Thu | Sep 21, 2017

Maroon elders wary of ‘bling’ culture

Published:Tuesday | June 16, 2015 | 6:00 AMPaul Clarke
These youngsters from Accompony Town, In St Elizabeth, are the ones being faced with the choice of either holding on to traditional maroon values or embracing the new 'bling' culture.
Melville Gurrie
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There is now a growing concern among some residents of the Accompong Town maroon village in St Elizabeth, that their traditional lifestyle and much revered culture is being undermined by outside influence, especially the so-called 'bling' culture - Americanisation.

In a recent interview with The Western Focus, Harris Cawley, the recently elected deputy colonel of the Accompong Town maroons, says interest in maroons' indigenous customs among the youth, which was prominent in former times, is now waning.

"We are concerned that among our sizable youth population, there isn't as much interest in our culture as we as elders would like to see," Cawley said. "This is a worrying concern, especially among those of us who are concerned about the preservation of our heritage."

outside influences

Cawley cited outside influences as a major worry, but indicated that he and Colonel Ferron Williams had started crafting a plan to build up maroon awareness among the youth. He added that they have already started a programme to teach young children maroon culture and history in the hope of reinvigorating interest in local customs.

In speaking to the various alien influences, which include criminality, Colonel Williams said it will be a difficult task to totally block outside influences, but was quick to point out that it is not true that the renowned maroon enclave was fast becoming a haven for the illicit 'lotto scam,' which has invaded other parts of the parish.

social-media craze

"Like any other community, Accompong is hit by the social-media craze, but we have put in place things from an early age to teach Maroon culture," said Williams. "We have started in the basic schools. We have a Junior Culture Group to keep that aspect of life going. We are intolerant to the lotto scam, which has hit Jamaica hard. In addition, we pride ourselves as the safest place, and I am confident our culture will survive many more hundreds of years."

Despite their efforts to preserve the maroons way of the life, both leaders readily agree that, because they have no choice but to interact with non-maroon communities, it is going to be extremely difficult to keep their culture untainted.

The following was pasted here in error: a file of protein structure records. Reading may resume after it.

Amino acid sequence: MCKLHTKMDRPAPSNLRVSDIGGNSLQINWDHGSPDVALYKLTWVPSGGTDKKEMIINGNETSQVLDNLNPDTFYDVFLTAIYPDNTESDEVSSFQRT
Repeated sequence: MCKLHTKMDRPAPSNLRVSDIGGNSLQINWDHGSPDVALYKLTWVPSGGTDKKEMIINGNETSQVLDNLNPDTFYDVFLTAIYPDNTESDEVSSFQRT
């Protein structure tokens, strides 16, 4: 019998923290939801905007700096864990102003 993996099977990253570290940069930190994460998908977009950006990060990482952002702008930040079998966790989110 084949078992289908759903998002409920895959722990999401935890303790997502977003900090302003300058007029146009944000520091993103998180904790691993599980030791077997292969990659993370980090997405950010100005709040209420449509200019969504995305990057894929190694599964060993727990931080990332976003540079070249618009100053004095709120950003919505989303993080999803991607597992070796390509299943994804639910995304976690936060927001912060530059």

"The "bling" culture that has permeated the rest of Jamaica is difficult to keep out as many of our children attend schools outside the community and are being exposed daily to sub-cultures, which really are alien to maroons," said Cawley, who like his late father is a former colonel.

When Western Focus visited Accompong Town recently, the flashy lifestyle of which Cawley spoke was evident among some of the youngsters, albeit not on the scale seen in other communities. However, the common practice of young men wearing their pants below their waistline, was quite evident.

However, with an increasing number of heritage-conscious maroons returning to the community after living overseas for many years, Cawley they will join in to help keep the maroon tradition intact.

"These people (returning residents) are coming back. There is a sizeable number of people in the diaspora, who can trace their heritage right back here in Accompong and other areas where Maroons are found," Cawley said. "Hope is not lost at all, because we are building on the foundation of the forefathers and the return of our people is making it that much easier to bring along the youths."

native population

With a native population of 25,000, Accompong Town has survived for almost three hundred years since the signing the peace treaty with the British in 1739. Having proudly held on to their way of life through the emancipation of slavery in 1838 and Jamaica's independence in 1962, they are determined to survive the 'bling' culture and other alien values.

"A low crime rate, relative to what obtained nationally, a stable democratic political system and a stable social system are the things that will help us to keep Maroon culture and heritage in its rightful place," said Robert "Bobby" Cawley, the son of the deputy maroon colonel.